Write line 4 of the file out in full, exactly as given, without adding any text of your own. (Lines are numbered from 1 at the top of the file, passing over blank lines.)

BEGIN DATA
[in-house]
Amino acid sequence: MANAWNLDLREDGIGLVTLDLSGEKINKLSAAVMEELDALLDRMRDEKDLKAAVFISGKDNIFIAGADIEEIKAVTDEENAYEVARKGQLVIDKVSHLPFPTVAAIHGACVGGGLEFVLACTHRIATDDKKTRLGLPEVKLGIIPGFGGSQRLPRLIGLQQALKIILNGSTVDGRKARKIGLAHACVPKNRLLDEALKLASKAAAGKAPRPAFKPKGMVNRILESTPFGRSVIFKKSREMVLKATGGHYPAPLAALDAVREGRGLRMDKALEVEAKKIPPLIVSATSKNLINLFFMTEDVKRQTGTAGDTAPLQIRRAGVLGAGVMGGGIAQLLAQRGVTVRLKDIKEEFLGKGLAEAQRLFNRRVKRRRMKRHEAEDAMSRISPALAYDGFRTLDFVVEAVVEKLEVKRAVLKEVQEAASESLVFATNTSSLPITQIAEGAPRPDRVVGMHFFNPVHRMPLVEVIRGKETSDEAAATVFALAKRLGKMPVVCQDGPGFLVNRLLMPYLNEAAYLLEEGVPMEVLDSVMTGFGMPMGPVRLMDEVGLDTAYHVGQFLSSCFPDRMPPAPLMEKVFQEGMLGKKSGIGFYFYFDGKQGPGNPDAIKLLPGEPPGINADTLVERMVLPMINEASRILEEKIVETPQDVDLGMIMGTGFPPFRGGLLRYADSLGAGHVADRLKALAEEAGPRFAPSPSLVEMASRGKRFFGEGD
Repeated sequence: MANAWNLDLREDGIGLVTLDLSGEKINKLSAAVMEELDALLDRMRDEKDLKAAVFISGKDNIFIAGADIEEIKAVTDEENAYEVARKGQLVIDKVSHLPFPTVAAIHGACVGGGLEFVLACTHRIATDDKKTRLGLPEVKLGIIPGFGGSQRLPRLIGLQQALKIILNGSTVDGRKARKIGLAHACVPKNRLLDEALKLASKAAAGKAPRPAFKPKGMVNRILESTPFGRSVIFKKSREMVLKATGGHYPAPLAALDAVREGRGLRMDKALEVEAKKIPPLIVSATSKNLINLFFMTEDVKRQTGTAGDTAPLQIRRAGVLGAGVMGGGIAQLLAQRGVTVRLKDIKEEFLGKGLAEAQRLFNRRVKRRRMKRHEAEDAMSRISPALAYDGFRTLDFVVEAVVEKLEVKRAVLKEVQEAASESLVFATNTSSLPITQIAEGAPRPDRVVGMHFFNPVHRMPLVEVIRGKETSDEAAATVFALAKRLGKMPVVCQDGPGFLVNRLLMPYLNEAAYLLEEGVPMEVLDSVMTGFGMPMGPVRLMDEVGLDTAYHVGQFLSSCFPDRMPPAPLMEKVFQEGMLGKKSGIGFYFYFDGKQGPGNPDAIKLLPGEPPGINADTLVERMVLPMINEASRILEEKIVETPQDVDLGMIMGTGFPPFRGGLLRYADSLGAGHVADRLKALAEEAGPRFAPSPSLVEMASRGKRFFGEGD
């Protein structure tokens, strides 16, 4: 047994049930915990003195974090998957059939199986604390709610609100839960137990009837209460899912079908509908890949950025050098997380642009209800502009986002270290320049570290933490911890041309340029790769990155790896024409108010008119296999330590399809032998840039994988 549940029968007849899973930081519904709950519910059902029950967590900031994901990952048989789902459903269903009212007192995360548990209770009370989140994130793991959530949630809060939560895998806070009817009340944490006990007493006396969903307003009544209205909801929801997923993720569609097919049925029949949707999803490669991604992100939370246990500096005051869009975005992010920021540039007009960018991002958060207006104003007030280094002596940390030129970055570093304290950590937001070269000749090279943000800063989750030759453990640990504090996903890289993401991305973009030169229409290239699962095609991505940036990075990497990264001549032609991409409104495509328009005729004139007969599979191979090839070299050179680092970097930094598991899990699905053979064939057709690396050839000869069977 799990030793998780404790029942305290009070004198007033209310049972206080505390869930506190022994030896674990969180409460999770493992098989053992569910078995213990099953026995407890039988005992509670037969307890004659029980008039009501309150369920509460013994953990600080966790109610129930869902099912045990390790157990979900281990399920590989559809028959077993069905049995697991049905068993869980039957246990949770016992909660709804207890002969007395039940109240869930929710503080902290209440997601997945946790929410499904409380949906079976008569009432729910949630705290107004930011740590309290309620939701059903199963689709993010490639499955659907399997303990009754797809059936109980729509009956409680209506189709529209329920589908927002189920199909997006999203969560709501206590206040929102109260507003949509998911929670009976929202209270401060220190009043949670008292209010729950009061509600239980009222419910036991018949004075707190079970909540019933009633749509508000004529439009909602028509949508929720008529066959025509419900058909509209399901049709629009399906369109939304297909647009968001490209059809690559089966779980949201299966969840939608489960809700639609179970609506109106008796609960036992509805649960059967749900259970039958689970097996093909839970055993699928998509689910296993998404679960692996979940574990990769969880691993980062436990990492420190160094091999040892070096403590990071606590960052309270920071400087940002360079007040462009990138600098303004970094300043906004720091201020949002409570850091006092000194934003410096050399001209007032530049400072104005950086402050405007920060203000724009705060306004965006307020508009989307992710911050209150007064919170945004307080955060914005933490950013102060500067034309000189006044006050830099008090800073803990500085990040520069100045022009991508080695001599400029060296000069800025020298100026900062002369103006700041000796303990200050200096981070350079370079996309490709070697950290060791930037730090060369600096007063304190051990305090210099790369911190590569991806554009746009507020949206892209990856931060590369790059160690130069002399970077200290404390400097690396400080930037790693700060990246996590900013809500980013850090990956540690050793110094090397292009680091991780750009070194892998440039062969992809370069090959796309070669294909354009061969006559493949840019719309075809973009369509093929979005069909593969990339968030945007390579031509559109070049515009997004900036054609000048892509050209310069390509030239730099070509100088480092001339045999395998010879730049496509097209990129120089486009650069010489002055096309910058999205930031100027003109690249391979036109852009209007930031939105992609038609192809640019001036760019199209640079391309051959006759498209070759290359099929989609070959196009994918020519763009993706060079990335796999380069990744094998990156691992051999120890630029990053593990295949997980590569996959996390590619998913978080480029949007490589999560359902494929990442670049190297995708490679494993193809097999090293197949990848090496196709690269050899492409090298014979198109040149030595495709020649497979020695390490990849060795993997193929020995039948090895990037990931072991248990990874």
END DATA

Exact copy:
């Protein structure tokens, strides 16, 4: 047994049930915990003195974090998957059939199986604390709610609100839960137990009837209460899912079908509908890949950025050098997380642009209800502009986002270290320049570290933490911890041309340029790769990155790896024409108010008119296999330590399809032998840039994988 549940029968007849899973930081519904709950519910059902029950967590900031994901990952048989789902459903269903009212007192995360548990209770009370989140994130793991959530949630809060939560895998806070009817009340944490006990007493006396969903307003009544209205909801929801997923993720569609097919049925029949949707999803490669991604992100939370246990500096005051869009975005992010920021540039007009960018991002958060207006104003007030280094002596940390030129970055570093304290950590937001070269000749090279943000800063989750030759453990640990504090996903890289993401991305973009030169229409290239699962095609991505940036990075990497990264001549032609991409409104495509328009005729004139007969599979191979090839070299050179680092970097930094598991899990699905053979064939057709690396050839000869069977 799990030793998780404790029942305290009070004198007033209310049972206080505390869930506190022994030896674990969180409460999770493992098989053992569910078995213990099953026995407890039988005992509670037969307890004659029980008039009501309150369920509460013994953990600080966790109610129930869902099912045990390790157990979900281990399920590989559809028959077993069905049995697991049905068993869980039957246990949770016992909660709804207890002969007395039940109240869930929710503080902290209440997601997945946790929410499904409380949906079976008569009432729910949630705290107004930011740590309290309620939701059903199963689709993010490639499955659907399997303990009754797809059936109980729509009956409680209506189709529209329920589908927002189920199909997006999203969560709501206590206040929102109260507003949509998911929670009976929202209270401060220190009043949670008292209010729950009061509600239980009222419910036991018949004075707190079970909540019933009633749509508000004529439009909602028509949508929720008529066959025509419900058909509209399901049709629009399906369109939304297909647009968001490209059809690559089966779980949201299966969840939608489960809700639609179970609506109106008796609960036992509805649960059967749900259970039958689970097996093909839970055993699928998509689910296993998404679960692996979940574990990769969880691993980062436990990492420190160094091999040892070096403590990071606590960052309270920071400087940002360079007040462009990138600098303004970094300043906004720091201020949002409570850091006092000194934003410096050399001209007032530049400072104005950086402050405007920060203000724009705060306004965006307020508009989307992710911050209150007064919170945004307080955060914005933490950013102060500067034309000189006044006050830099008090800073803990500085990040520069100045022009991508080695001599400029060296000069800025020298100026900062002369103006700041000796303990200050200096981070350079370079996309490709070697950290060791930037730090060369600096007063304190051990305090210099790369911190590569991806554009746009507020949206892209990856931060590369790059160690130069002399970077200290404390400097690396400080930037790693700060990246996590900013809500980013850090990956540690050793110094090397292009680091991780750009070194892998440039062969992809370069090959796309070669294909354009061969006559493949840019719309075809973009369509093929979005069909593969990339968030945007390579031509559109070049515009997004900036054609000048892509050209310069390509030239730099070509100088480092001339045999395998010879730049496509097209990129120089486009650069010489002055096309910058999205930031100027003109690249391979036109852009209007930031939105992609038609192809640019001036760019199209640079391309051959006759498209070759290359099929989609070959196009994918020519763009993706060079990335796999380069990744094998990156691992051999120890630029990053593990295949997980590569996959996390590619998913978080480029949007490589999560359902494929990442670049190297995708490679494993193809097999090293197949990848090496196709690269050899492409090298014979198109040149030595495709020649497979020695390490990849060795993997193929020995039948090895990037990931072991248990990874």